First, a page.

Queensland scientists invent a powder to ripen fruit

Posted by AFN Staff Writers on 13th December 2012

Scientists from the University of Queensland (UQ) are set to revolutionise the fresh fruit industry with a new technology that converts gases into a powder form.

Professor Bhesh Bhandari and PhD student Mr Binh Ho, from UQ’s School of Agriculture and Food Sciences, have developed a technology that will dramatically improve the safety, efficiency and effort involved in controlled ripening of fruit.

Compressed ethylene gas is used to control ripen fruit such as bananas, mangoes, avocadoes, citrus and tomatoes that are picked at “commercial maturity”, which is a hard green, but mature stage, before ripening has started.

The ethylene gas is released from the complex powder when the temperature and humidity is raised.

PhD student Mr Binh Ho said that the scientists had developed a food grade, “environmentally friendly” biological powder that can release the ethylene gas “very quickly in humid and high temperature conditions.”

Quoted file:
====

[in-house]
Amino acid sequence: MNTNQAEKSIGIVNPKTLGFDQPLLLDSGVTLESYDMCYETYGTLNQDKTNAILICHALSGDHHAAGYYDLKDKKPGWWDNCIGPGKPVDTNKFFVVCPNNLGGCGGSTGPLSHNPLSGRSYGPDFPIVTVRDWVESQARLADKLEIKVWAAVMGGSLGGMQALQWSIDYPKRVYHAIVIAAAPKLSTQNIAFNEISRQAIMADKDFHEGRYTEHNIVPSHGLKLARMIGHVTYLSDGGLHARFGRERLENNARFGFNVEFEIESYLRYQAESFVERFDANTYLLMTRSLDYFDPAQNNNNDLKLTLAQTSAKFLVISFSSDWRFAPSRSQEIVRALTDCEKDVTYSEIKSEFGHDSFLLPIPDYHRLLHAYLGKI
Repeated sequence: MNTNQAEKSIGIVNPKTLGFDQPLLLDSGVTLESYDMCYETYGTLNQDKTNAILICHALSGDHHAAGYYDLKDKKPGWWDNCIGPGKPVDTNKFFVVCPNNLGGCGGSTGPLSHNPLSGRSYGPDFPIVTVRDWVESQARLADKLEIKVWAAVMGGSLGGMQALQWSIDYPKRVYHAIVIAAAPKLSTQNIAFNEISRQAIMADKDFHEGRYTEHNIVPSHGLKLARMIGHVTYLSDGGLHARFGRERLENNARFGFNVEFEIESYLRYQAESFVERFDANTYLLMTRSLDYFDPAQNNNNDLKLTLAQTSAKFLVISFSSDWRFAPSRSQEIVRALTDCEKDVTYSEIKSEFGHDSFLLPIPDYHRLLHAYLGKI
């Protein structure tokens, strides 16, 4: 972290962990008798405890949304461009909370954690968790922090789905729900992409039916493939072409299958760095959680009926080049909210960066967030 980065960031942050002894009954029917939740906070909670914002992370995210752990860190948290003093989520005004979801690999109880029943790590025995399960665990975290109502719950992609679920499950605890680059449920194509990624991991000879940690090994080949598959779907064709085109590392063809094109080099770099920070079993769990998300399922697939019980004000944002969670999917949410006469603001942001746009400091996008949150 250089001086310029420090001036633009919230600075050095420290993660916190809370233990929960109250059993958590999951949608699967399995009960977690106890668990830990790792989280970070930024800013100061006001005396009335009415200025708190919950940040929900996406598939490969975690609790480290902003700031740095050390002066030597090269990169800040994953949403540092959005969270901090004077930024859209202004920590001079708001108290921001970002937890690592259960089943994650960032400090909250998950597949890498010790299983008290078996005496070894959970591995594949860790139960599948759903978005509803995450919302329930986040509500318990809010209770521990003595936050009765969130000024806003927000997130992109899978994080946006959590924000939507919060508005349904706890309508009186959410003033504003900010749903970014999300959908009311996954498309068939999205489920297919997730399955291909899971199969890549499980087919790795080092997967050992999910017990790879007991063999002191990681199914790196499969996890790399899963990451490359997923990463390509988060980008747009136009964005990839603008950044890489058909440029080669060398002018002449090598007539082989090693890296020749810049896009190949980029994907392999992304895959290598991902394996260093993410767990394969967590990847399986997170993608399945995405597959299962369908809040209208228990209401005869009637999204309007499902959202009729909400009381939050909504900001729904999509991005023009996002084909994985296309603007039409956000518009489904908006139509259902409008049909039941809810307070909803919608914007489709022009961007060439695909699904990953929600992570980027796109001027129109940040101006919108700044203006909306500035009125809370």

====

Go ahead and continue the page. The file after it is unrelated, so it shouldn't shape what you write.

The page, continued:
“This would make handling the ethylene much easier and safer and allow for very small amounts to be used to ripen small batches of fruit,” Mr Ho said.

“It could also potentially be placed in trucks that transport the fruit from the farm so that the fruit arrives at the market perfectly ripe,” he added.

Professor Bhandari presented his findings at the International Drying Symposium in China last week, where he was also presented with an international award in recognition of his research excellence in drying science and technology.

Awarded just once every four years, the “Excellence in Drying Award” is presented by the International Drying Symposium Committee to the world’s top researcher in recognition of their achievements in the transfer of fundamentals into practice. The award is sponsored by AFSIA (French Association for Drying in Industry and Agriculture).

Professor Bhandari and Mr Ho are working with UniQuest, UQ’s main research commercialisation company, to prepare the technology for industry investment and licensing opportunities. An application for patent protection for the technology has been made.


UQ researchers responsible for developing a new fruit-ripening powder.